Edit: I did find this statement on another forum post:
"There are subtle differences between the 45 and the 90. The 90 is not just a 4 stage 45, the 45 is not just half a 90.
The 45 has a JFET gate-drain feedback circuit which cuts the JFET distortion a lot, making it sound much smoother,
whereas the arrangement in a 90 is much simpler."
« Last Edit: April 28, 2020, 06:01:22 PM by Aentons »

Aentons

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Re: J113 for phasers
« Reply #6 on: April 28, 2020, 08:40:43 PM »
Also, when comparing the 401 to the MXR, I noticed in the Electrosmash Phase 90 analysis that they mention the following about the transistor in the output stage: "Later circuit revisions (Block Logo), included a capacitor C11 from base to collector. It is a Miller Capacitor which shapes the high-frequency response (roll-off the highs) providing a dominant pole compensation preventing oscillation." I have a 90's Phase90 and the high end roll-off is very noticeable but in a very pleasant way. I had asked a question a while back about how this was achieved so I guess this answers it. ;D

Just a bit more about the C11 cap in the output stage. I found a schematic that has the value. 0.0068u.

« Last Edit: April 28, 2020, 08:43:07 PM by Aentons »

Aentons

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Re: J113 for phasers
« Reply #7 on: April 28, 2020, 08:59:51 PM »
Now back to some semblance of the original question... put a different way.  ;D

It seems like the J113's may be fine to use in place of the 5952/5457's, so why aren't those ever recommend in their place or why don't you really see anyone using them for this purpose?

Scruffie

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Re: J113 for phasers
« Reply #8 on: April 29, 2020, 04:51:16 AM »
I can think of several reasons;

1) DIYers can be stubborn when it comes to 'special' part choices.
2) Up until relatively recently, those were very easy to acquire J-FET's.
3) There's plenty of J-FET's good for phasers, but the specs may not get the best out of a specific design.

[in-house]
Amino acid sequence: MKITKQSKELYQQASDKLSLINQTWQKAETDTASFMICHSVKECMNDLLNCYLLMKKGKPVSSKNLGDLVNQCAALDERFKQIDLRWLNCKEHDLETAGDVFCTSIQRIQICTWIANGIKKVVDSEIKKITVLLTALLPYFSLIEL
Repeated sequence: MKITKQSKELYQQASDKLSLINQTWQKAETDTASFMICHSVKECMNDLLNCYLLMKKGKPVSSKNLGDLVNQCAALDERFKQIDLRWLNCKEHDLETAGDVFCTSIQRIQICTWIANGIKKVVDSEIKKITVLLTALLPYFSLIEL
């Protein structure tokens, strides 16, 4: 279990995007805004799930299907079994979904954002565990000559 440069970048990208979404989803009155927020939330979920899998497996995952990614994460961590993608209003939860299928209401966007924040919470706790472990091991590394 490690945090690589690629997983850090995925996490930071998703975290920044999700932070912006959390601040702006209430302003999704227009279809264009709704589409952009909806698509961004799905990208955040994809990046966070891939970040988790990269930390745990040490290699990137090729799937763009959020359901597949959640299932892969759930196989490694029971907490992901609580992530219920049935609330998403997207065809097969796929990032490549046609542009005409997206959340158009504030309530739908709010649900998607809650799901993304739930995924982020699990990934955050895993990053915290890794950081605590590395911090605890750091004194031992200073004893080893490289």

4) You can still get the ones mentioned in SMD form and people migrated to that.
5) Engineers/Designers/Manufacturers/People moved on from J-FET's as they're a complete pain in the ass.
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Aentons

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Re: J113 for phasers
« Reply #9 on: April 29, 2020, 06:26:03 PM »
I can think of several reasons;

1) DIYers can be stubborn when it comes to 'special' part choices.
2) Up until relatively recently, those were very easy to acquire J-FET's.
3) There's plenty of J-FET's good for phasers, but the specs may not get the best out of a specific design.
4) You can still get the ones mentioned in SMD form and people migrated to that.
5) Engineers/Designers/Manufacturers/People moved on from J-FET's as they're a complete pain in the ass.
Yep, I get it. You are totally right.

I was just curious if there is anything in particular that is not suitable or would need to be compensated for with these for that application since they are about the cheapest thruhole jfet that Mouser has right now.

BTW, I'm gearing up for a VFE tractor beam build and am a bit nervous about it
« Last Edit: April 29, 2020, 06:29:42 PM by Aentons »

sharpan.sv

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Re: J113 for phasers
« Reply #10 on: May 09, 2020, 08:41:59 AM »
I used j113 in Phase 90 clone, works just fine.

jimilee

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Re: J113 for phasers
« Reply #11 on: May 09, 2020, 09:01:24 AM »
I used j113 in Phase 90 clone, works just fine.
Just reading the tractor beam doc, it was built around the recommended jfets more or less.